A fine article by Bradford Pilcher (Bradford is a Jewish name?) where he seeks to convert the Jewish baseball fan from supporting the New York Yankees to supporting the Boston Red Sox. The article is filled with many gems that some of us would never have known, such as Seminal Moment #4:
Seminal moment #4: Involves the Red Sox. Twice. August 8, 2005. The Boston Red Sox host the Texas Rangers at Fenway. After shellacking them for eight innings, the Red Sox own an 11-6 lead. Manager Terry Francona makes defensive adjustments at the top of the ninth inning. Outfielder Gabe Kapler moves from left field to right field, making room for Adam Stern to enter the game at left. Kevin Youkilis, dubbed the â€œGreek God of Walksâ€ in the widely read Moneyball book, enters the game at third base.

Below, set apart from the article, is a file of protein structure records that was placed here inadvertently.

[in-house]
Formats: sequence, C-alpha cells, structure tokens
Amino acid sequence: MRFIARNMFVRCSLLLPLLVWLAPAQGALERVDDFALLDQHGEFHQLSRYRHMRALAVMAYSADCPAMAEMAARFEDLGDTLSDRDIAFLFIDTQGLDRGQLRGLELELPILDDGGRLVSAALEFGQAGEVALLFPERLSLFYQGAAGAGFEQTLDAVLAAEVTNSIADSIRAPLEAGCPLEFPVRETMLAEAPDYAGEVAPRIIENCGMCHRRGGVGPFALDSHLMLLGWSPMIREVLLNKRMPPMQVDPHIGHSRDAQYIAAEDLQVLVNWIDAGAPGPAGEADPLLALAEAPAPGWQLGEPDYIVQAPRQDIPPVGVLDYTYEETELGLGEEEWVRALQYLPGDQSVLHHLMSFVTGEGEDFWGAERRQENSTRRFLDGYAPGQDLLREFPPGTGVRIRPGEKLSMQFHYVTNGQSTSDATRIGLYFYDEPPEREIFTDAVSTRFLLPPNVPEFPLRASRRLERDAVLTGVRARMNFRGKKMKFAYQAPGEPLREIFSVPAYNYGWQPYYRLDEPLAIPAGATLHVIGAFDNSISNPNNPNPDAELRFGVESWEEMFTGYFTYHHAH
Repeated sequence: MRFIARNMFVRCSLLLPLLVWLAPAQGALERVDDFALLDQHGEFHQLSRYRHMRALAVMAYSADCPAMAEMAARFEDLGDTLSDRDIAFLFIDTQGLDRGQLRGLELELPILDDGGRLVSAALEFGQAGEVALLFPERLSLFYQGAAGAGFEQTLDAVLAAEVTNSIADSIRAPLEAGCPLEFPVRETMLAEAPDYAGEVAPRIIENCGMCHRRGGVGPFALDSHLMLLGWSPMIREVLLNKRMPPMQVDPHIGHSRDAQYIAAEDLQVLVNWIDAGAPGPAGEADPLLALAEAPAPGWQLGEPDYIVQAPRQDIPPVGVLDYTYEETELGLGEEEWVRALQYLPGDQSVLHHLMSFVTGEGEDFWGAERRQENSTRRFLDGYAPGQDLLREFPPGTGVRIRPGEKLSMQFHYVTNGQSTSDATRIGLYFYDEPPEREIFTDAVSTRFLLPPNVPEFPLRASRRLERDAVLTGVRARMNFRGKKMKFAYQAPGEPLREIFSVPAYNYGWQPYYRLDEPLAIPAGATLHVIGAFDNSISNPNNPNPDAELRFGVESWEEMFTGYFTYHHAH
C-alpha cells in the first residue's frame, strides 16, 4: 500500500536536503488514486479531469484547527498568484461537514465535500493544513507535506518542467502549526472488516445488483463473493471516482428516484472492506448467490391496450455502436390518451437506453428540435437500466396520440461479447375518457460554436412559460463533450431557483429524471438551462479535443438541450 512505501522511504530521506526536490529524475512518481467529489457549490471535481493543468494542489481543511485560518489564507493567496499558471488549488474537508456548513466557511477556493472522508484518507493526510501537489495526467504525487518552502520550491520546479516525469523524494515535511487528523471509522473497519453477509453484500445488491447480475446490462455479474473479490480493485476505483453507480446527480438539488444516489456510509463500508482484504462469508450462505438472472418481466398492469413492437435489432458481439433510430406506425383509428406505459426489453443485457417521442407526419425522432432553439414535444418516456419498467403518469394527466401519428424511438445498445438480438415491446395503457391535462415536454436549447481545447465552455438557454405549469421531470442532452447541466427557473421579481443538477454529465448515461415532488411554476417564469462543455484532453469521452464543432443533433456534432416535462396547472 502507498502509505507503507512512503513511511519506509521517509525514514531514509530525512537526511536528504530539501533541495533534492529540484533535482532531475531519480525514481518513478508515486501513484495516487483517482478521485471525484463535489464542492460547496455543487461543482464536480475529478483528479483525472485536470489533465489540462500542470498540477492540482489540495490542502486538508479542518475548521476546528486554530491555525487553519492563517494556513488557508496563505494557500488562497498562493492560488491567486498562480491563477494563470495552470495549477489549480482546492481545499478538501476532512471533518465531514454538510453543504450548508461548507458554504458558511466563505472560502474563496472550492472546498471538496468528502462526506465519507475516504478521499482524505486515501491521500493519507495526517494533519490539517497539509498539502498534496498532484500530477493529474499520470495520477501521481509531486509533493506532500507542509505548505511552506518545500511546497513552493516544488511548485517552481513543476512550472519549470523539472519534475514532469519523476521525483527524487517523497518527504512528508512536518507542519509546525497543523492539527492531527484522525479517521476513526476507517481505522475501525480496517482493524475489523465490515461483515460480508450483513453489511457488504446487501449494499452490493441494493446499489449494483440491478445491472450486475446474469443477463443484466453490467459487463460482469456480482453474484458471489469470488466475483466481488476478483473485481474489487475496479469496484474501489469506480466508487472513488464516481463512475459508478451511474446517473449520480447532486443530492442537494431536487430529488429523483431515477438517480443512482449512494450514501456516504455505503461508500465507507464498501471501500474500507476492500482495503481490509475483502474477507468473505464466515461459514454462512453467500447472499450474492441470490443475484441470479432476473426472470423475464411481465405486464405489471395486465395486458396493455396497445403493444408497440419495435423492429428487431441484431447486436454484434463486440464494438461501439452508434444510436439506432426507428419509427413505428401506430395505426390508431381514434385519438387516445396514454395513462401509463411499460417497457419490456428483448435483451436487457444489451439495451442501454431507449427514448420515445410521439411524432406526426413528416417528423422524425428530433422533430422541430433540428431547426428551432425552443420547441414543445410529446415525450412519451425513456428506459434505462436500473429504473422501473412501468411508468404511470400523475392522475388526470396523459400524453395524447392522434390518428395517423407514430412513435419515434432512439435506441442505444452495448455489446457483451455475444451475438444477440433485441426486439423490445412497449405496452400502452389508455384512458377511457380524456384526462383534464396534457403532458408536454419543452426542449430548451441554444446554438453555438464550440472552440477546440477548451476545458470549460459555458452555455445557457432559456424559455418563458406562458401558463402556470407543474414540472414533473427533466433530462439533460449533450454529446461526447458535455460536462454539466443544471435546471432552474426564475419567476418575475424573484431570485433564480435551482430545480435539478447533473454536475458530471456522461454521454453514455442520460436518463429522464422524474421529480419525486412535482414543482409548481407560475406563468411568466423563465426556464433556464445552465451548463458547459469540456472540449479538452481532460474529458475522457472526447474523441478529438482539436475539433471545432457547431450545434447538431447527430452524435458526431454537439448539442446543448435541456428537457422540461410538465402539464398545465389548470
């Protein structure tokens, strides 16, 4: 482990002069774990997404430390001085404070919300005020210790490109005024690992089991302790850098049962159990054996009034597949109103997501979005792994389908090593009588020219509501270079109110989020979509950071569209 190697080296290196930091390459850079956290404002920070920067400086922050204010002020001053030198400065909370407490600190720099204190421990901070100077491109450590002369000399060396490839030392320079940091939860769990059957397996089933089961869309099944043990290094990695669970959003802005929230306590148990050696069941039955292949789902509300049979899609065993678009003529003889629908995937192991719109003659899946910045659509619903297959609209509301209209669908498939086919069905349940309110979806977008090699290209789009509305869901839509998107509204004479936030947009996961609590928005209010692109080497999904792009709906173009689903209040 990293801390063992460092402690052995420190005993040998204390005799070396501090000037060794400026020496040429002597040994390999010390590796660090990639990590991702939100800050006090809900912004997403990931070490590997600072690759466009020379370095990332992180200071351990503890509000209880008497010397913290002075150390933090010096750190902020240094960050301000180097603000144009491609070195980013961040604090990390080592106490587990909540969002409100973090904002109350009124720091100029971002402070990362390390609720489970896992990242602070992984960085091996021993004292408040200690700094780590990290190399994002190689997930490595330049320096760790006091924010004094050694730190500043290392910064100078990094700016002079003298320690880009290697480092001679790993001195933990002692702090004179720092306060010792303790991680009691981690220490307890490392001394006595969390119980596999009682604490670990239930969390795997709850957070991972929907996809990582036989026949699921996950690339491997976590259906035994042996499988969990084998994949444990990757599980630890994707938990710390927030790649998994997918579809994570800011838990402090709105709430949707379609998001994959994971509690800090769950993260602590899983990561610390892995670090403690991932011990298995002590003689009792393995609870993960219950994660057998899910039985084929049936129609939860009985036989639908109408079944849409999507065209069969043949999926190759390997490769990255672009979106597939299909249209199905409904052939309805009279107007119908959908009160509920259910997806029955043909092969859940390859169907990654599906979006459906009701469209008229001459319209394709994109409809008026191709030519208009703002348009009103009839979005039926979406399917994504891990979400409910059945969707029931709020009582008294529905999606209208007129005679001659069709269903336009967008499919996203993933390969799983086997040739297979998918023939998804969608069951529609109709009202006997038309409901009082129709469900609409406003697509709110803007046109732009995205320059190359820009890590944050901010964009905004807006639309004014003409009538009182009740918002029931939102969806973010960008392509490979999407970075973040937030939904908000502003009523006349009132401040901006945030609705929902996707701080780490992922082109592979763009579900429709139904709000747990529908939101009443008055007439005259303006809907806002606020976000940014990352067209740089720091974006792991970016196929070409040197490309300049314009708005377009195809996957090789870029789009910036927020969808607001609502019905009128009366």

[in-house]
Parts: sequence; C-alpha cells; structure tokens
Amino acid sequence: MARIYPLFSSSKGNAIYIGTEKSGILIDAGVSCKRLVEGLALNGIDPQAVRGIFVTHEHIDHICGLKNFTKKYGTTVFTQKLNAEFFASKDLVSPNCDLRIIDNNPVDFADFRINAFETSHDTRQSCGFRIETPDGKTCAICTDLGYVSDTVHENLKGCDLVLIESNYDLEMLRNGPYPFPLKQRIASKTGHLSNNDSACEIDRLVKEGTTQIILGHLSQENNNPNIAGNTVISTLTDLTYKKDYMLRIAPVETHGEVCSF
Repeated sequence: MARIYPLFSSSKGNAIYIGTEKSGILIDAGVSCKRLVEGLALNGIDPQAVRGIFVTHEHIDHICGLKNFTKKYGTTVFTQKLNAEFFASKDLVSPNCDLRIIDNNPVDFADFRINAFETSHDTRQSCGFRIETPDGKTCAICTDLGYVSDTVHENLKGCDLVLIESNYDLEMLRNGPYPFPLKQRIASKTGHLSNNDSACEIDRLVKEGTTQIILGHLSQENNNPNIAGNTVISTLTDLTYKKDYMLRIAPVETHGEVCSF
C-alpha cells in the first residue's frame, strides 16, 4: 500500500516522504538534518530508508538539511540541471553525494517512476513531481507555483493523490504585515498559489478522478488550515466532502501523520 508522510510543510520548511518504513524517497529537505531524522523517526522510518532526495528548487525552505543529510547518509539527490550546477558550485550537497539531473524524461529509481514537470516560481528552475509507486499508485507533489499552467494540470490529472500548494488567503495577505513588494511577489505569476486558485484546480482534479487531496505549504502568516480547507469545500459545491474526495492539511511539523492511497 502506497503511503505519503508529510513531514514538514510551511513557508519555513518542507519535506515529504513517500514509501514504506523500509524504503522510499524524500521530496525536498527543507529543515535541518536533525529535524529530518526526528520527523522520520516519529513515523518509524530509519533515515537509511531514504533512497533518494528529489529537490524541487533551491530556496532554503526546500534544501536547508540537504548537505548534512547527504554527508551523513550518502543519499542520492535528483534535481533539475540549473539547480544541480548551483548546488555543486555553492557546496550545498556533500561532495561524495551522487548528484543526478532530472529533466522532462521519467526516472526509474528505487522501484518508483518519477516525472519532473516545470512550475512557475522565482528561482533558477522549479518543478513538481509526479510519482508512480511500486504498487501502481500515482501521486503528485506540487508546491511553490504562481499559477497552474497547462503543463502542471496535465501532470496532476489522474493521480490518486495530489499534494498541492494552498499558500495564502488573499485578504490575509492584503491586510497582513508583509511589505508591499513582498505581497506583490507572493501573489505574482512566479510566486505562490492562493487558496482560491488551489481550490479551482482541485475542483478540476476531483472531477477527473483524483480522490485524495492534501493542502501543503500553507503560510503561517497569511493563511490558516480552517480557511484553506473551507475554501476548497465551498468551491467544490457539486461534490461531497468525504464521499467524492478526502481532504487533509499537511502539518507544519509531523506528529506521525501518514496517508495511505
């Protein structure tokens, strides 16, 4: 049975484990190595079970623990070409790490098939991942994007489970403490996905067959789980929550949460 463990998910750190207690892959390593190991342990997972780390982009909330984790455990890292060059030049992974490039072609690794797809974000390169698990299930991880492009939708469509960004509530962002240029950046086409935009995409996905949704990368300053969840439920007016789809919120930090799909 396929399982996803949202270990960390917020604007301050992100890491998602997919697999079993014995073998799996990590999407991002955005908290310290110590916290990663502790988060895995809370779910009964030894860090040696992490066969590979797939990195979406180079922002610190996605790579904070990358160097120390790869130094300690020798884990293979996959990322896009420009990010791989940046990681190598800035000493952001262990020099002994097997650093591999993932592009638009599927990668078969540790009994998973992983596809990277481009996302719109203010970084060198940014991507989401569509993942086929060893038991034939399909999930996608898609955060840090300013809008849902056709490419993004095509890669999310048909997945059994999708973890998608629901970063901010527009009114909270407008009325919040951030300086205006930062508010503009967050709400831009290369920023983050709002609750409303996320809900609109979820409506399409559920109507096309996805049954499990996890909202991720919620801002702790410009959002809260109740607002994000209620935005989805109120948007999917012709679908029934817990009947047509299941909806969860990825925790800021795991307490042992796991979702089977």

With that little bit of player shuffling, the Boston Red Sox fielded three Jewish players in a single game. That hasn’t happened before. Much. I should make a few caveats.
For starters, the Red Sox and Dodgers had played a game more than a year earlier, and counting Shawn Green of the Dodgers with Kapler and Youkilis, that makes three players. It turned out to be the first time three Jewish players had taken the field in one game since the early 1940s (when four Jews played the afternoon before Rosh Hashanah).
The record for most Jewish players in a game had thus been set more than sixty years before the Red Sox’s ninth inning moves. Three or more players wouldn’t grace the same field in a single game for 63 years, right up until that game against the Dodgers. So that August afternoon in ’05 didn’t break any records, and it had only been about a year since three Jews had last played in a single game.
But wait. This was three players on a single team playing in one game, and what team was that I ask? The Red Sox of Beantown. That’s a significant thing, especially when you consider this little factoid: Boston was also the only team to have four Jewish players on their roster at one time.
Well worth reading.